Operation T4
(the Euthanasia Programme of the National Socialists), and, before moving on to Treblinka, had been the first commandant of Sobibor. Under his supervision, most of the Treblinka
killings took place. He was sentenced to life imprisonment, and died in prison on 28 June 1971, during the appeal case. See also[edit]

Belsen trial
Belsen trial
in 1945 of the SS functionaries from Auschwitz and Bergen-Belsen Belzec trial
Belzec trial
in the mid-1960s of eight former SS members of Belzec extermination camp Chełmno trials
Chełmno trials
of the Chełmno extermination camp
Chełmno extermination camp
personnel, held in Poland and in Germany. The cases were decided almost twenty years apart Dachau trials
Dachau trials
held within the walls of the former Dachau concentration camp, 1945–1948 Euthanasia trials, an overview of trials dealing specifically with the associated Nazi euthanasia programme Majdanek trials, the longest Nazi war crimes trial in history, spanning over 30 years Mauthausen-Gusen camp trials Nuremberg trials
Nuremberg trials
of the 23 most important leaders of the Third Reich, 1945–1946 Ravensbrück Trial Sobibor trial
Sobibor trial
held in Hagen, Germany in 1965 against the SS-men of the Sobibor extermination camp Ivan the Terrible ( Treblinka
guard), notorious Treblinka
guard not brought to trial. In the 1970s-80s John Demjanjuk
John Demjanjuk
was accused of being Ivan and brought to trial in 1986, but eventually it was established that he was not the same person.


^ a b Sereny, Gitta (1974). Into That Darkness: from Mercy Killing to Mass Murder, a study of Franz Stangl, the commandant of Treblinka.  ^ Bauer (1968), vol. 8; Hofmann. ^ Bryant, Michael (2014). Eyewitness to Genocide: The Operation Reinhard Death Camp Trials, 1955-1966. Univ. of Tennessee Press. p. 36. ISBN 1621900495.  ^ Webb, Chris (2014). The Treblinka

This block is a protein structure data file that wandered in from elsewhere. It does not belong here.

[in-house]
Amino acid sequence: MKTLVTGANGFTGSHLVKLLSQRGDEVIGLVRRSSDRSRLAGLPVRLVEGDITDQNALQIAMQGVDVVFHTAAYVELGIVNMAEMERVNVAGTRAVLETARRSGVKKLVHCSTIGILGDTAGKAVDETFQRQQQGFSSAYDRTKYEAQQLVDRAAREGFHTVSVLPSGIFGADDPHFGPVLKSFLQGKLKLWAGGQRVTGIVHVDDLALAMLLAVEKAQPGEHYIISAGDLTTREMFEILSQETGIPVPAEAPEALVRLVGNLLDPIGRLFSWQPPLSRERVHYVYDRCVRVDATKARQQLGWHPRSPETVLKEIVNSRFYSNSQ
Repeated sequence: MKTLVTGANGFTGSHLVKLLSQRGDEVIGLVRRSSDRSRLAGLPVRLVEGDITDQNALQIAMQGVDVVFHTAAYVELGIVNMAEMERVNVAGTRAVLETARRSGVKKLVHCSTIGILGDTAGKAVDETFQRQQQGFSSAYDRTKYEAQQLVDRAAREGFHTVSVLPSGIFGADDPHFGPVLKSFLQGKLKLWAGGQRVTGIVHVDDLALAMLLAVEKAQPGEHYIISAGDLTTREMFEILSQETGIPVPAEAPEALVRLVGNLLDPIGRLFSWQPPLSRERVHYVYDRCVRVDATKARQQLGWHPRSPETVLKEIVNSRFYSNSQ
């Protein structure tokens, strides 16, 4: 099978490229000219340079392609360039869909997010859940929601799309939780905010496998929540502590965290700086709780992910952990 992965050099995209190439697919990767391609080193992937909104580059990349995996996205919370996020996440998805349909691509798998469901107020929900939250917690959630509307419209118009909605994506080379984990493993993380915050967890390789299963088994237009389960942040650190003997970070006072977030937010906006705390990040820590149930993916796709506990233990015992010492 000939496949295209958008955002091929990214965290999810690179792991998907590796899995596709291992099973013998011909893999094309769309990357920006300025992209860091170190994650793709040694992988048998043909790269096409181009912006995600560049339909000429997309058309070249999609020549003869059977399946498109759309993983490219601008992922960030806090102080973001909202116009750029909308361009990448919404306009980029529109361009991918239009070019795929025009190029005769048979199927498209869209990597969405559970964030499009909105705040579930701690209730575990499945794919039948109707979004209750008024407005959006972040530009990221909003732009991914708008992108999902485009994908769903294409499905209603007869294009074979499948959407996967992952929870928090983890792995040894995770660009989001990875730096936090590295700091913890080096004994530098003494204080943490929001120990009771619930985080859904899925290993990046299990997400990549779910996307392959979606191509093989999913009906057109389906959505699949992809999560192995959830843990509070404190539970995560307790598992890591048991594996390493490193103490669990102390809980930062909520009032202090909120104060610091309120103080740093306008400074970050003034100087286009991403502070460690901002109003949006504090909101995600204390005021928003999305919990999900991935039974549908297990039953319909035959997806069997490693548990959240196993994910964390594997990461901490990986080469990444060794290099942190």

Death Camp: History, Biographies, Remembrance. Columbia University Press. pp. 195–196, 233. ISBN 3838265467.  ^ Ruth Bettina Birn. "Fifty Years After: A Critical Look At The Eichmann Trial" (PDF). Journal of International Law, Case Western Reserve University School of Law, Ohio (1/28/2012): 6, 13–14/31. PDF file, direct download.  ^ S.J. (2007), First Treblinka
Trial H.E.A.R.T Holocaust Education & Archive Research Team. ^ Hans Peter Rullmann, Der Fall Demjanjuk: Unschuldiger oder Massenmörder? Verlag Helmut Wild, 1987; p. 166. (in German)


Bauer, Fritz, ed. (1968). Justiz und NS-Verbrechen: Sammlung deutscher Strafurteile wegen nationalsozialistischer Tötungsverbrechen 1945–1999 (Justice and Nazi Crimes: a Collection of German Verdicts on national socialist Killings) (in German). Amsterdam: Amsterdam University Press. ISBN 90-6042-000-4. 

Erster Treblinka-Prozess (First Treblinka
Trial): vol. 8, ISBN 90-6042-008-X. Zweiter Treblinka-Prozess (Second Treblinka
Trial): vol. 22, ISBN 90-6042-022-5. Dritter Treblinka-Prozess (Third Treblinka
Trial): vol. 34, ISBN 90-5356-720-8.

Hofmann, Christian. "Die Treblinka-Prozesse (The Treblinka
Trials)". shoa.de (in German). Arbeitskreis Shoa.de e.V.  Rückerl, Adalbert, ed. (1977). NS-Vernichtungslager im Spiegel deutscher Strafprozesse (Nazi Extermination Camps mirrored by German Criminal Trials). Munich. p. 81. 

v t e

extermination camp

Timeline and List of individuals responsible

Camp organizers

Odilo Lotario Globocnik Hermann Julius Höfle Erwin Hermann Lambert Richard Wolfgang Thomalla Christian Wirth


Irmfried Eberl

11 July to 26 August 1942

Franz Paul Stangl

1 September 1942 to August 1943

Kurt Hubert Franz

August to November 1943


Theodor van Eupen Heinrich Arthur Matthes Karl Pötzinger

Gas chamber executioners

Gustav Münzberger Fritz Schmidt

Other officers

Max Biala Paul Bredow Herbert Floss Erich Fritz Erhard Fuchs Lorenz Hackenholt Hans Hingst Josef Hirtreiter Otto Richard Horn Kurt Küttner Karl Emil Ludwig Willy Mätzig Willi Mentz August Wilhelm Miete Max Möller Willi Post Albert Franz Rum Karl Schiffer Otto Stadie Ernst Stengelin Franz Suchomel


"Ivan the Terrible" John Demjanjuk a Feodor Fedorenko Nikolay Yegorovich Shalayev "Trawnikis" a

Prominent victims

Ernst Arndt Yitzchok Breiter Amalia Carneri Julian Chorążycki Samuel Finkelstein Artur Gold Ludwik Holcman Janusz Korczak Berek Lajcher Henryka Łazowertówna Yechiel Lerer Yitzchak Lowy Simon Pullman Natan Spigel Symche Trachter Zygmunt Zalcwasser Lidia Zamenhof

Resistance Survivors

Richard Glazar Chil Rajchman Sol Rosenberg Kalman Taigman Jankiel Wiernik Samuel Willenberg Franciszek Ząbecki

Nazi organizations

General Government SS-Totenkopfverbände

Aftermath Memorials


a Alleged b Numbering 90 to 120

Death camps: Auschwitz-Birkenau Bełżec Chełmno Jasenovac Majdanek Maly Trostenets Sajmište